The Disaster Medicine and Response concentration is an immersive experience into medical management of disasters. The student will complete a series of encounters (field experiences), didactic lecture and seminars in addition to readings and a focused project in an effort to gain mastery into the functions of multiple agencies, organizations and individuals in preparation for emergencies and disasters. Particular emphasis will be given to the study of the interaction and cooperation among key agencies and medical disciplines.

Each student in the concentration will receive didactic lectures on the core topics of disaster medicine and response.  This seminar will take place 2 hours a week during the self-directed learning time in Year II.  The instruction for this seminar will be from a multidisciplinary faculty including the Departments of Emergency Medicine, Surgery, Medicine (Renal, Infectious Disease, Tropical Medicine), Psychiatry, Pediatrics and Toxicology.  The lectures could be held at the Emergency Medicine Conference rooms in Claverick or CORO (The medical Simulation Center) or at a site on the Brown Campus.  The core topics would include.  Medical Disasters, Systems to Respond to Healthcare needs during and after a disaster, National Incident Management System, Incident Command System, Weapons of Mass Destruction, Pandemic Influenza, Refugee health care (in cooperation with the Global Health concentration), Mental Health in disasters and after terrorist events, Syndromic surveillance, Hospital Surge Capacity, Evacuation, Care of Special populations, Community planning, Hospital disaster planning, Alternative care sites, Community-Government interface in disaster planning and response, Communications, Technology insertions (for detection, treatment and rehabilitation) Case studies (Tokyo Sarin, 9-11, SARS, US Anthrax, Katrina, Pacific Tsunami), medical team work training, the ethics of rationing care in large scale disasters (in cooperation with the medical ethics concentration). 

This seminar series will be supported by readings from textbooks, published manuscripts, policy statements and on-line training modules (FEMA: NIMS, ICS).  Students will have access to other lecture series and seminars during this time period and throughout their 4 years (Rescue Rounds-monthly, RI Disaster Medical Assistance Team Lecture series, monthly, etc.).  In addition grand rounds and related seminars will feature nationally recognized guest speakers.

Potential encounters would include attending disaster preparedness meetings at the RI Department of Health; Emergency Management Association, RI Hospital Disaster Preparedness Committee; Pandemic Flu planning at RIH and Brown. Other activities may include EMS time with Lifeguard Critical Care Transport Ambulance service, Simulation Center Experience, relevant Emergency Medicine Residency conferences. Potential field experiences include (depending on timing of events): participation at mass gathering events to provide health care with the Rhode Island Disaster Medical Assistance Team (Tall ships, Snickers Soccer Tournament, RIANG Airshow, etc.).  The annual Rhode Island Disaster Initiative Disaster Conference.  Field experiences in the offices of HHS and FEMA in Boston or Washington DC.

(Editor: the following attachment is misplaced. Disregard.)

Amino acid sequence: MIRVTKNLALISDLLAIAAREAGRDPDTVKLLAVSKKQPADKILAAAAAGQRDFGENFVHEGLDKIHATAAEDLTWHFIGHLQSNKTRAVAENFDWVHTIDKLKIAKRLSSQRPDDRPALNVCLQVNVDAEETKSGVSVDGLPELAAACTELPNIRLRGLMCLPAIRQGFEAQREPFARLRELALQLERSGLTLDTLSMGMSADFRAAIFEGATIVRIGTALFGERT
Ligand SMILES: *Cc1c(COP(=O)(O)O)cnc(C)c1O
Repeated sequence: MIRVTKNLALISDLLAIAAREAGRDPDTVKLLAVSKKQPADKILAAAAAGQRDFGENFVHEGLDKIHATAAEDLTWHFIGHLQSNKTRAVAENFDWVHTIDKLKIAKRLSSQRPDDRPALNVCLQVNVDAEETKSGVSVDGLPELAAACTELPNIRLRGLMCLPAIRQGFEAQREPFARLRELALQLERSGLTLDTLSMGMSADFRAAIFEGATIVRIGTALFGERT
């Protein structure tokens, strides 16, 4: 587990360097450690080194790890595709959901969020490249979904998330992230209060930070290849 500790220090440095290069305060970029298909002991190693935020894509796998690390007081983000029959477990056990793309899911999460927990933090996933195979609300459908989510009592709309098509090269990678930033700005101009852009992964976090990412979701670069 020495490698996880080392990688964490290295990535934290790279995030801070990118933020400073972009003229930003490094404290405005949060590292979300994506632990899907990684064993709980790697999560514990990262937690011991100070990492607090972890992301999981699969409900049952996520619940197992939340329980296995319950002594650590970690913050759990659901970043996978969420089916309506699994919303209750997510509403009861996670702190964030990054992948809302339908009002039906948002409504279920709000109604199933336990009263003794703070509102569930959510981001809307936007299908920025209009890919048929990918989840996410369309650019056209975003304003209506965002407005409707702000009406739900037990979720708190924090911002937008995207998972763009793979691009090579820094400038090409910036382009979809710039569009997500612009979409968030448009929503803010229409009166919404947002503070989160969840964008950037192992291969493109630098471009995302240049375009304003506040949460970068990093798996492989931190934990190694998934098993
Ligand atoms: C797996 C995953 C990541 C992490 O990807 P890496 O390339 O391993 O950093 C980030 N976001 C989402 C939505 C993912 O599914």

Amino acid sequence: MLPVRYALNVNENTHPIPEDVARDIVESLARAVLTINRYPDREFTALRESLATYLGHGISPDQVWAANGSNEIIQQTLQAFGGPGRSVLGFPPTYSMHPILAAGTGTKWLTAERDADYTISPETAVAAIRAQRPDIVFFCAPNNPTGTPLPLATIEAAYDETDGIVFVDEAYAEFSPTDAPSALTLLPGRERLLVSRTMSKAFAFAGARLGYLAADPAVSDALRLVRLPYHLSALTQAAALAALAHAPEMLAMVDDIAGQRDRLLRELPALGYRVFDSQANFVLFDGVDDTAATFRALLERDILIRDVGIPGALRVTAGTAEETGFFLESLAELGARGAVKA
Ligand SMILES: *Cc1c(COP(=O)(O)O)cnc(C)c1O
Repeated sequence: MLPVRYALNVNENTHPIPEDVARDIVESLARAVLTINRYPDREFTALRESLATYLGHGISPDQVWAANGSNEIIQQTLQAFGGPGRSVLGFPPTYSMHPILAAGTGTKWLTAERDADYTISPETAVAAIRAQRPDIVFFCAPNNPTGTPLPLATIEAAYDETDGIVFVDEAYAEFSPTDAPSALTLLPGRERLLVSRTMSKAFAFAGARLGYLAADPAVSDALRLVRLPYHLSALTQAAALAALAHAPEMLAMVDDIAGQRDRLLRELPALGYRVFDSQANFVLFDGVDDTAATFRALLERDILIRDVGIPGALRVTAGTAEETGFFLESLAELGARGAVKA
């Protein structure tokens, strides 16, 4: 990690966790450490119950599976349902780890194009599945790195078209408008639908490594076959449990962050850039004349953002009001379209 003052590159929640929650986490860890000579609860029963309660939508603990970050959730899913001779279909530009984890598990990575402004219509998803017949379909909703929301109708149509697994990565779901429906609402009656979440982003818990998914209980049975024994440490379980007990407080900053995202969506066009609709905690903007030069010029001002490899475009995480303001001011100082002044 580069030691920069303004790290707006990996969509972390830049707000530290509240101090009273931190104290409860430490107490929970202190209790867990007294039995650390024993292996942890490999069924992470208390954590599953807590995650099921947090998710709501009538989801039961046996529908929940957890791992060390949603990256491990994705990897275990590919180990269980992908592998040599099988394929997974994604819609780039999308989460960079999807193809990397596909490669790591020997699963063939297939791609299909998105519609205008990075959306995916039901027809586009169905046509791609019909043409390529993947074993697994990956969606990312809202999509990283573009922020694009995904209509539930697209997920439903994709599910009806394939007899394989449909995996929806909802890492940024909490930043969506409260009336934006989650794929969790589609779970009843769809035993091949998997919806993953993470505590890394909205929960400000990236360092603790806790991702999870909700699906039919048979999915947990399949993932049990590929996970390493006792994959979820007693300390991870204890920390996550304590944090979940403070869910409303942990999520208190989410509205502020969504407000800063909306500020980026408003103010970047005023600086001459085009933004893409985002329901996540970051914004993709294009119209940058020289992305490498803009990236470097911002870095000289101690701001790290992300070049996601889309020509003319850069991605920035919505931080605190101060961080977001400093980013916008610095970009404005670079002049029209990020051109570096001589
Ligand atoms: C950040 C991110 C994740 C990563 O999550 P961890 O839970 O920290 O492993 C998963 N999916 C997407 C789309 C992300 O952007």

Learning Objectives and Evaluation Modalities
1-To understand some of the misconceptions in disaster epidemiology- evaluated through
2-To list essential components of hospital disaster preparedness.
3-Be able to describe the various types of chemical warfare agents and recognize the signs and symptoms of exposure. 
4-Be able to describe how to properly manage, decontaminate, and treat victims of a chemical attack.
5-Understand how to protect against the threat of cross-contamination by verifying the adequacy of patient decontamination.
6-Be able to describe the various types of radiological hazards.
7-Understand the acute health effects from radiation contamination and exposure.
8-Know the principles of self-patient rescue, triage, and transportation of radiation casualties.
9-Be able to describe the various types of biological warfare agents and recognize the signs and symptoms of exposure.  The student will also be able to describe how to properly manage and treat infectious victims and know which agents are a risk for secondary transmission and how to protect against this spread using personal protective equipment (PPE).

Evaluation
Students will be evaluated on their participation in discussions of readings and lecture materials.  For final scholarly products, a review committee will be established.  The members of the committee will be chosen based on the specific project to include subject matter experts and a broad representation.  The committee will meet after receiving the final project and generate a consensus review.  The committee will also help the instructor advise the student as she/he is working to develop the project.

Supporting Textbooks
Disaster Medicine. Eds: Ciottone, Darling,Anderson,Auf Der Heide, Jacoby,Noji and Suner, Mosby 2006.